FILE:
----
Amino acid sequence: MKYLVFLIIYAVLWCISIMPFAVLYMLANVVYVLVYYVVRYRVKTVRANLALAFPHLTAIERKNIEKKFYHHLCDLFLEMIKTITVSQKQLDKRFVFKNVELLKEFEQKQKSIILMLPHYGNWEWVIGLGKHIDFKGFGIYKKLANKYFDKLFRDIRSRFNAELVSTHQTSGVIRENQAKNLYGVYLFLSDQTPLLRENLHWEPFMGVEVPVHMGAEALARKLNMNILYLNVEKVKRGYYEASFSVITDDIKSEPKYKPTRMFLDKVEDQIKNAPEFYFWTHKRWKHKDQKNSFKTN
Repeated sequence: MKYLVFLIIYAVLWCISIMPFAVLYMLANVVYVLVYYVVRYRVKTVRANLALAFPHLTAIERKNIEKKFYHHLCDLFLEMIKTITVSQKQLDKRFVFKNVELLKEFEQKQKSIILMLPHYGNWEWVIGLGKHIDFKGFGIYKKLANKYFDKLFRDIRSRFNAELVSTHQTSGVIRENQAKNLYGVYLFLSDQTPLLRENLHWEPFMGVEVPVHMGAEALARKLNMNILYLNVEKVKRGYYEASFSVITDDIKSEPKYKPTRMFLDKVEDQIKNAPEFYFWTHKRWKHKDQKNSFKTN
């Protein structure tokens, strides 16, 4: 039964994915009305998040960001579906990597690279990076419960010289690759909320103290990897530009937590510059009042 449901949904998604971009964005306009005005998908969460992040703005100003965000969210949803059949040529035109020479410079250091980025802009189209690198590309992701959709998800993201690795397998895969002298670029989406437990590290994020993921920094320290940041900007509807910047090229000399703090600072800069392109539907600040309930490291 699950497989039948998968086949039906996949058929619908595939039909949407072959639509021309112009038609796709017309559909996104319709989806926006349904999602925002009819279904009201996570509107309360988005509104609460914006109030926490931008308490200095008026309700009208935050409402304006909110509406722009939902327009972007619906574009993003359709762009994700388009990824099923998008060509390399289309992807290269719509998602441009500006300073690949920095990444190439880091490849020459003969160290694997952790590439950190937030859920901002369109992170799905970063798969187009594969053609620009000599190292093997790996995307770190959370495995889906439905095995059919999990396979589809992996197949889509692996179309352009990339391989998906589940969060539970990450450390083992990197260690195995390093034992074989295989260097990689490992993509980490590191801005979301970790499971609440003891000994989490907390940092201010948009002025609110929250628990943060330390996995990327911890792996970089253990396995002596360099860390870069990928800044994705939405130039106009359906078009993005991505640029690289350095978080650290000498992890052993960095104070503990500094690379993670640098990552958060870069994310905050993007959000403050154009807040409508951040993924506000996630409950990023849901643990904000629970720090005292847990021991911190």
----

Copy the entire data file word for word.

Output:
Amino acid sequence: MKYLVFLIIYAVLWCISIMPFAVLYMLANVVYVLVYYVVRYRVKTVRANLALAFPHLTAIERKNIEKKFYHHLCDLFLEMIKTITVSQKQLDKRFVFKNVELLKEFEQKQKSIILMLPHYGNWEWVIGLGKHIDFKGFGIYKKLANKYFDKLFRDIRSRFNAELVSTHQTSGVIRENQAKNLYGVYLFLSDQTPLLRENLHWEPFMGVEVPVHMGAEALARKLNMNILYLNVEKVKRGYYEASFSVITDDIKSEPKYKPTRMFLDKVEDQIKNAPEFYFWTHKRWKHKDQKNSFKTN
Repeated sequence: MKYLVFLIIYAVLWCISIMPFAVLYMLANVVYVLVYYVVRYRVKTVRANLALAFPHLTAIERKNIEKKFYHHLCDLFLEMIKTITVSQKQLDKRFVFKNVELLKEFEQKQKSIILMLPHYGNWEWVIGLGKHIDFKGFGIYKKLANKYFDKLFRDIRSRFNAELVSTHQTSGVIRENQAKNLYGVYLFLSDQTPLLRENLHWEPFMGVEVPVHMGAEALARKLNMNILYLNVEKVKRGYYEASFSVITDDIKSEPKYKPTRMFLDKVEDQIKNAPEFYFWTHKRWKHKDQKNSFKTN
């Protein structure tokens, strides 16, 4: 039964994915009305998040960001579906990597690279990076419960010289690759909320103290990897530009937590510059009042 449901949904998604971009964005306009005005998908969460992040703005100003965000969210949803059949040529035109020479410079250091980025802009189209690198590309992701959709998800993201690795397998895969002298670029989406437990590290994020993921920094320290940041900007509807910047090229000399703090600072800069392109539907600040309930490291 699950497989039948998968086949039906996949058929619908595939039909949407072959639509021309112009038609796709017309559909996104319709989806926006349904999602925002009819279904009201996570509107309360988005509104609460914006109030926490931008308490200095008026309700009208935050409402304006909110509406722009939902327009972007619906574009993003359709762009994700388009990824099923998008060509390399289309992807290269719509998602441009500006300073690949920095990444190439880091490849020459003969160290694997952790590439950190937030859920901002369109992170799905970063798969187009594969053609620009000599190292093997790996995307770190959370495995889906439905095995059919999990396979589809992996197949889509692996179309352009990339391989998906589940969060539970990450450390083992990197260690195995390093034992074989295989260097990689490992993509980490590191801005979301970790499971609440003891000994989490907390940092201010948009002025609110929250628990943060330390996995990327911890792996970089253990396995002596360099860390870069990928800044994705939405130039106009359906078009993005991505640029690289350095978080650290000498992890052993960095104070503990500094690379993670640098990552958060870069994310905050993007959000403050154009807040409508951040993924506000996630409950990023849901643990904000629970720090005292847990021991911190």